Chemical injection is the process designed to assist in the production of oil. Various chemicals are injected into the crude oil to provide a degree of protection. For example a scale inhibitor will prevent the build-up of scale on the pipes and fittings used to transport the oil on its journey to the refinery. Flowmeters are used to monitor and control the amount of chemicals added to the crude oil. Biocide prevents the build-up of organisms in the pipe. Corrosion inhibitor is the most popular additive to be measured. There are various types depending on the type of main liquid. Pour point depressant is added to reduce the pour point thereby making the oil easier to flow through the main pipelines. Most of the chemicals added tend to be at low flow rates of the order of 0.01 to 40 litres per hour. LDH or Low Dosage Hydrate Inhibitor has the highest injection rate sometimes up to 17,000 litres per hour. It is designed to inhibit water based mixtures which would otherwise have a tendency to freeze. Methanol is often used with the same effect. More exotic chemicals are used for similar purposes all with the intention of reducing cost on the way to the refinery. It is a less known fact that flowmeters are used to measure these chemicals which contribute 30% of the cost of running an offshore platform. Control systems are often manually set from the flowmeter displayed value (either locally or from the SCADA system) and there is a trend towards automation of this process using control valves. A typical turndown ratio of 500:1 is measurable with some Positive Displacement flowmeters. Often the systems are relatively slow dynamically and need only slight adjustments from day-to-day which are why manual control is still popular. It is important that the flow measurement system for the chemicals is able to cope with the pulsing nature of the pumps used and also with the high pressures that are encountered. These can be up to 1380bar/20,000psi/20ksi in modern systems injecting subsea. Topsides injection is at lower pressures typically from 200 to 1000 psi. There is also a trend towards measuring the chemicals subsea i.e. underwater rather than when the crude oil reaches the surface. Not only does the flowmeter have to work at high internal pressures of over 10,000 psi, 690bar but also with external pressures up to 345bar/5,000psi (see our Subsea solutions). Link to Brochure/pdf. Listed below are all the flow meters within our range that are suitable for chemical injection, including the VFF which is often called the Chemical Injection Flow Meter with over 5,000 installed on Chemical Injection worldwide:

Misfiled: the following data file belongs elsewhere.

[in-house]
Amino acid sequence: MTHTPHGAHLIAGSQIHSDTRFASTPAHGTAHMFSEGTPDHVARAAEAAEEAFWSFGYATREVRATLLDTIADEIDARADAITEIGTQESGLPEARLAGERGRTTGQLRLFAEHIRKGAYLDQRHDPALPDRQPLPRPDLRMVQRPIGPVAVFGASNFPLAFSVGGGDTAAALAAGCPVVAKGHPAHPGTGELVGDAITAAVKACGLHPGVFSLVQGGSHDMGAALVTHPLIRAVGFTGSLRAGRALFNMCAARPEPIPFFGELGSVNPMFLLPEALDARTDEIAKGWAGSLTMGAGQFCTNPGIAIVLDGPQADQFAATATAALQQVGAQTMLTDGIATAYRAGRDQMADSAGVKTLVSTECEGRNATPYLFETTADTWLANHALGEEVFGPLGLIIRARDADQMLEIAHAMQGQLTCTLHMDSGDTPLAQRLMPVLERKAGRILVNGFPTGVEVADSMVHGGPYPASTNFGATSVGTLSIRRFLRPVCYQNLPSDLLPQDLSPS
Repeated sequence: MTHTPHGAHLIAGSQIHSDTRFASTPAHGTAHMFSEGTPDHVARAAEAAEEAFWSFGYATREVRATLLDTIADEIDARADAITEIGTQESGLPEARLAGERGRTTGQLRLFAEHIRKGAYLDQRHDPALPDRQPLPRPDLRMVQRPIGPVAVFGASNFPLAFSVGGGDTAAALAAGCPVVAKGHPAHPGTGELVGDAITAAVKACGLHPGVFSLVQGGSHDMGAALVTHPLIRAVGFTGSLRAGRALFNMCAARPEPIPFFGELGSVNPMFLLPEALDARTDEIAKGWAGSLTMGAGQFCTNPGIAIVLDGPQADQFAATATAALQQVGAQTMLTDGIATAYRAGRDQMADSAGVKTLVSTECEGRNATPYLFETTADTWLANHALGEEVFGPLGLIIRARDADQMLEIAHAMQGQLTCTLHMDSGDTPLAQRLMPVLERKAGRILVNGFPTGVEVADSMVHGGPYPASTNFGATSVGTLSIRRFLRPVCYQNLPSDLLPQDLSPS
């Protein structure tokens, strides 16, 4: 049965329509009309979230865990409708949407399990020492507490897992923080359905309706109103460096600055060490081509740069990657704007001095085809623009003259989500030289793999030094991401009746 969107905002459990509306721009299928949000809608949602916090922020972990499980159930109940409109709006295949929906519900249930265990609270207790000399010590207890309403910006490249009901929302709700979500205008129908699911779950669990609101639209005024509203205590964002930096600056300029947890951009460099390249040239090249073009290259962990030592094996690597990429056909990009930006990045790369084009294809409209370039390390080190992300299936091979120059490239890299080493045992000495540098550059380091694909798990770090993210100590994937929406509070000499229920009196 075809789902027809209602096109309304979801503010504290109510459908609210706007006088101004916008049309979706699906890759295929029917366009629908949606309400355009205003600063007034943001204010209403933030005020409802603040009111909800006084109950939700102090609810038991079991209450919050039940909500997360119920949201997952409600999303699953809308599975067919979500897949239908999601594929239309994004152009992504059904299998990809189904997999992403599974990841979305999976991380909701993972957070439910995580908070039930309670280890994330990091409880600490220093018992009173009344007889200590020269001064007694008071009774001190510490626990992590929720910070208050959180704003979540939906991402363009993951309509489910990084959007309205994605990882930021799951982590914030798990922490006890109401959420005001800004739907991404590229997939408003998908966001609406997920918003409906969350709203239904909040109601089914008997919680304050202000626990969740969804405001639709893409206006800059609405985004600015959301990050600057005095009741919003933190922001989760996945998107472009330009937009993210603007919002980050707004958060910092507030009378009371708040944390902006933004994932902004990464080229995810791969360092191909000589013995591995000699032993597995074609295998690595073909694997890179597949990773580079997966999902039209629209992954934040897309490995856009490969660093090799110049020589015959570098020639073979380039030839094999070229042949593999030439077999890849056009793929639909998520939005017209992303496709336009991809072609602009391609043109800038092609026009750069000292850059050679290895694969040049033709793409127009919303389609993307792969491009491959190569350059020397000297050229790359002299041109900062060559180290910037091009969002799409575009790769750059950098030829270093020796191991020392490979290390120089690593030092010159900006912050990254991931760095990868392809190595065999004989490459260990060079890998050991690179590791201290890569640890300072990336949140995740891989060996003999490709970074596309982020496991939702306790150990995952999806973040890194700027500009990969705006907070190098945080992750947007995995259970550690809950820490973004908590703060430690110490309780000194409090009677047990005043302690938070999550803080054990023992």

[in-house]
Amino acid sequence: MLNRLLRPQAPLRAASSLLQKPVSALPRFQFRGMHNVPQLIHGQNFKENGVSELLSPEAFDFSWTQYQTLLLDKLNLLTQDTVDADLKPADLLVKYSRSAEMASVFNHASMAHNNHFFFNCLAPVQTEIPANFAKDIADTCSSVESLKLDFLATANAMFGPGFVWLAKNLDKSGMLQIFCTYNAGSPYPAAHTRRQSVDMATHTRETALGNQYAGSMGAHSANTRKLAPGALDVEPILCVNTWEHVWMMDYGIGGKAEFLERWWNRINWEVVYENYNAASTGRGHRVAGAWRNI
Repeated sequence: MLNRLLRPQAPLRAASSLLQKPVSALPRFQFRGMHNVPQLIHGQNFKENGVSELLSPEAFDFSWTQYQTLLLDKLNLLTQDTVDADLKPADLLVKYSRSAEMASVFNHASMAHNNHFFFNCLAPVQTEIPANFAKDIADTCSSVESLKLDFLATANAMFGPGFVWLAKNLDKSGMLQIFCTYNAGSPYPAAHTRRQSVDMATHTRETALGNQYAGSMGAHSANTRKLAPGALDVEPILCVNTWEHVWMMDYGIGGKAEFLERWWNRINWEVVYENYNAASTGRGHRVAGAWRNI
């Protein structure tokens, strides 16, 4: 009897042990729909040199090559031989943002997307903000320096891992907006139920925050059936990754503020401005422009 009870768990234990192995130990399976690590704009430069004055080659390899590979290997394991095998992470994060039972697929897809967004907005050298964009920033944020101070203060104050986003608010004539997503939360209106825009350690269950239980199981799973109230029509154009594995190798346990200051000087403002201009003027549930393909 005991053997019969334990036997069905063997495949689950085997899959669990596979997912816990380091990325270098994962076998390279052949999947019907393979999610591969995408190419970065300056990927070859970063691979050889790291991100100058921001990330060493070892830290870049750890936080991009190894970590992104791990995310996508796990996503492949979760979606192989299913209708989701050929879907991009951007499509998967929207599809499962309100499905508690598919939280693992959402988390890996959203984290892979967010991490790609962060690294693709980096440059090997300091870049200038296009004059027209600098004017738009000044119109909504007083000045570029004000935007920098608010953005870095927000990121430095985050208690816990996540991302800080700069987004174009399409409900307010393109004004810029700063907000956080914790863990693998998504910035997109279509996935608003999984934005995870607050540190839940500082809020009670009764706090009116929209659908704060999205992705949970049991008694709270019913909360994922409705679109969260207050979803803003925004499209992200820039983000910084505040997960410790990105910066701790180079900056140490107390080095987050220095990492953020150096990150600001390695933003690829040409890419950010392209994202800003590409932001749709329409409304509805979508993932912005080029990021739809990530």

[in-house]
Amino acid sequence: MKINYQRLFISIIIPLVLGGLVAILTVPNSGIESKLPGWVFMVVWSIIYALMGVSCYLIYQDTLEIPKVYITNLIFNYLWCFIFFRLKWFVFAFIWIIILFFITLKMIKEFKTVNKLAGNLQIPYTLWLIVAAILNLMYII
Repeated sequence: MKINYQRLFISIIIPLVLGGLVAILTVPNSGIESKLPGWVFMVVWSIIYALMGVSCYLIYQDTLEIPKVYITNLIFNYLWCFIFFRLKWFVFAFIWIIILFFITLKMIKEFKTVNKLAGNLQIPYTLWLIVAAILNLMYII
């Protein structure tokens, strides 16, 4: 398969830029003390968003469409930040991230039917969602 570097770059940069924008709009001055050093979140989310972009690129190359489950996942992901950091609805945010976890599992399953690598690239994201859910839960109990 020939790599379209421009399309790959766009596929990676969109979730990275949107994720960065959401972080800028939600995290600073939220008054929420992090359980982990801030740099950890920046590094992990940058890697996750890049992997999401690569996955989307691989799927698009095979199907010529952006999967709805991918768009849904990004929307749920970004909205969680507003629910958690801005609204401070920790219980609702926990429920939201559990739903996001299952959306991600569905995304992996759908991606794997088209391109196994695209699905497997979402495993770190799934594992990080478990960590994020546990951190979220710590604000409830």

Rotary Piston Meter
Positive displacement flowmeters, also known as PD meters, measure volumes of fluid flowing through by counting repeatedly the filling and discharging of known fixed volumes. A typical positive displacement flowmeter comprises a chamber that obstructs the flow. Inside the chamber, a rotating/reciprocating mechanical unit is placed to create fixed-volume discrete parcels from the passing fluid. In the VFF the rotor is basically a disc shape with an annular groove on its underside capable of holding and transporting flow from the chamber inlet to the outlet i.e. a rotary piston. The units are manufactured in 316 stainless steel or titanium. They can measure pulsing flows. Suitable for a wide range of adhesives and epoxies. 0.01 to 33,000 l/hr. +/-0.5% accuracy, +/-0.25% repeatability.
Inline ‘axial’ turbine flowmeters are velocity measuring devices – they measure the average velocity of a fluid flowing through the body of the meter. Mounted within the body of a liquid turbine flowmeter is a vaned rotor. The rotor is centred on a shaft and allowed to rotate on bearings. The shaft is supported in the housing by tube bundles that also provide a measure of flow conditioning for the fluid stream. Good for low viscosity epoxy and catalyst flow metering. Wide size range and excellent accuracy. 0.24-17 up to 3028-56775 litres/min. Overrange 150% intermittent. ±0.25% reading – typical. ±0.1% repeatability.
Helical Screw Meter
Positive displacement flowmeters, also known as PD meters, measure volumes of fluid flowing through by counting repeatedly the filling and discharging of known fixed volumes. A typical positive displacement flowmeter comprises a chamber that obstructs the flow. Inside the chamber, a rotating/reciprocating mechanical unit is placed to create fixed-volume discrete parcels from the passing fluid.
The helical screw principle uses 2 counter rotating gears to form a continuous constant volume cavity. The SRZ is a stainless steel version suitable for high viscosity and abrasive media flow metering. 0.04 to 400 litres per minute, +/-0.1% accuracy, +/-0.05% repeatability. Housing in 316L and 303 with screws in 1.4122 (430), tungsten carbide bearings and FKM or PTFE seals. Pressures to 400 bar, -40°C to 150°C.